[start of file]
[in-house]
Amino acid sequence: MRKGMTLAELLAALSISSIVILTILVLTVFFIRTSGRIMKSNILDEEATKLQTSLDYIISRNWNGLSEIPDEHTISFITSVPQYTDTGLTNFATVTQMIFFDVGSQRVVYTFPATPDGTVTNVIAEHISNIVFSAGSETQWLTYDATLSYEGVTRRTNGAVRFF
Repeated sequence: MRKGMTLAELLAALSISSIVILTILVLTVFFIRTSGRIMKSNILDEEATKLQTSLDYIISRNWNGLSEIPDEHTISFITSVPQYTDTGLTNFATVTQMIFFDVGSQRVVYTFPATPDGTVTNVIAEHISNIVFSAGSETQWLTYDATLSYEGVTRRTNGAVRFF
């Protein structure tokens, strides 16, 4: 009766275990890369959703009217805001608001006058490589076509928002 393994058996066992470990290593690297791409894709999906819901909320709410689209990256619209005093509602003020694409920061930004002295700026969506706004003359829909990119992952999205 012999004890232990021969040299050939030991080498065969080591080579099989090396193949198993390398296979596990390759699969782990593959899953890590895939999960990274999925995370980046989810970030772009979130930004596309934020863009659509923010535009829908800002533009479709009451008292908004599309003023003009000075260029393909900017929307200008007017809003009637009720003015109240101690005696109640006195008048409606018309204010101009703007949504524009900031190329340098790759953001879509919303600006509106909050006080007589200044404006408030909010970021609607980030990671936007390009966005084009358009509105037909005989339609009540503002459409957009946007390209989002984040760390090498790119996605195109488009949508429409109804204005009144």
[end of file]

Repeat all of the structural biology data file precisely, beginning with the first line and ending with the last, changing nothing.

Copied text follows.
[in-house]
Amino acid sequence: MRKGMTLAELLAALSISSIVILTILVLTVFFIRTSGRIMKSNILDEEATKLQTSLDYIISRNWNGLSEIPDEHTISFITSVPQYTDTGLTNFATVTQMIFFDVGSQRVVYTFPATPDGTVTNVIAEHISNIVFSAGSETQWLTYDATLSYEGVTRRTNGAVRFF
Repeated sequence: MRKGMTLAELLAALSISSIVILTILVLTVFFIRTSGRIMKSNILDEEATKLQTSLDYIISRNWNGLSEIPDEHTISFITSVPQYTDTGLTNFATVTQMIFFDVGSQRVVYTFPATPDGTVTNVIAEHISNIVFSAGSETQWLTYDATLSYEGVTRRTNGAVRFF
């Protein structure tokens, strides 16, 4: 009766275990890369959703009217805001608001006058490589076509928002 393994058996066992470990290593690297791409894709999906819901909320709410689209990256619209005093509602003020694409920061930004002295700026969506706004003359829909990119992952999205 012999004890232990021969040299050939030991080498065969080591080579099989090396193949198993390398296979596990390759699969782990593959899953890590895939999960990274999925995370980046989810970030772009979130930004596309934020863009659509923010535009829908800002533009479709009451008292908004599309003023003009000075260029393909900017929307200008007017809003009637009720003015109240101690005696109640006195008048409606018309204010101009703007949504524009900031190329340098790759953001879509919303600006509106909050006080007589200044404006408030909010970021609607980030990671936007390009966005084009358009509105037909005989339609009540503002459409957009946007390209989002984040760390090498790119996605195109488009949508429409109804204005009144």